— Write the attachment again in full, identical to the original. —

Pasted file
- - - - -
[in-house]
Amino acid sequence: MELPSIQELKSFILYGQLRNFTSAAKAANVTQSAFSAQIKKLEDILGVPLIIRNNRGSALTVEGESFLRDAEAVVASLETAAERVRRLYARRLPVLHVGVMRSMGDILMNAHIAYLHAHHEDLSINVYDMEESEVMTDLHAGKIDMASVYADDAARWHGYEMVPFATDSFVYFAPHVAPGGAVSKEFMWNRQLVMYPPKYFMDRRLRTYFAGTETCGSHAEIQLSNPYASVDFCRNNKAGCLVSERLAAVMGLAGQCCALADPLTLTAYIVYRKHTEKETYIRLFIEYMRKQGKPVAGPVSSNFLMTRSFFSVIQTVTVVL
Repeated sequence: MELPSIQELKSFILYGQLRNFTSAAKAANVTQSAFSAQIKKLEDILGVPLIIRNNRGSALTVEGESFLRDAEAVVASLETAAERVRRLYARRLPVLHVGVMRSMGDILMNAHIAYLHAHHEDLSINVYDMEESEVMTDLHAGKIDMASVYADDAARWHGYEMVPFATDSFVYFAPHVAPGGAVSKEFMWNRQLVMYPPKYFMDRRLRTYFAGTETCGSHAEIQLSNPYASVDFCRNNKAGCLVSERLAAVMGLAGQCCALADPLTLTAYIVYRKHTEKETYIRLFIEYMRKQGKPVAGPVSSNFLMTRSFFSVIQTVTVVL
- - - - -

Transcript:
[in-house]
Amino acid sequence: MELPSIQELKSFILYGQLRNFTSAAKAANVTQSAFSAQIKKLEDILGVPLIIRNNRGSALTVEGESFLRDAEAVVASLETAAERVRRLYARRLPVLHVGVMRSMGDILMNAHIAYLHAHHEDLSINVYDMEESEVMTDLHAGKIDMASVYADDAARWHGYEMVPFATDSFVYFAPHVAPGGAVSKEFMWNRQLVMYPPKYFMDRRLRTYFAGTETCGSHAEIQLSNPYASVDFCRNNKAGCLVSERLAAVMGLAGQCCALADPLTLTAYIVYRKHTEKETYIRLFIEYMRKQGKPVAGPVSSNFLMTRSFFSVIQTVTVVL
Repeated sequence: MELPSIQELKSFILYGQLRNFTSAAKAANVTQSAFSAQIKKLEDILGVPLIIRNNRGSALTVEGESFLRDAEAVVASLETAAERVRRLYARRLPVLHVGVMRSMGDILMNAHIAYLHAHHEDLSINVYDMEESEVMTDLHAGKIDMASVYADDAARWHGYEMVPFATDSFVYFAPHVAPGGAVSKEFMWNRQLVMYPPKYFMDRRLRTYFAGTETCGSHAEIQLSNPYASVDFCRNNKAGCLVSERLAAVMGLAGQCCALADPLTLTAYIVYRKHTEKETYIRLFIEYMRKQGKPVAGPVSSNFLMTRSFFSVIQTVTVVL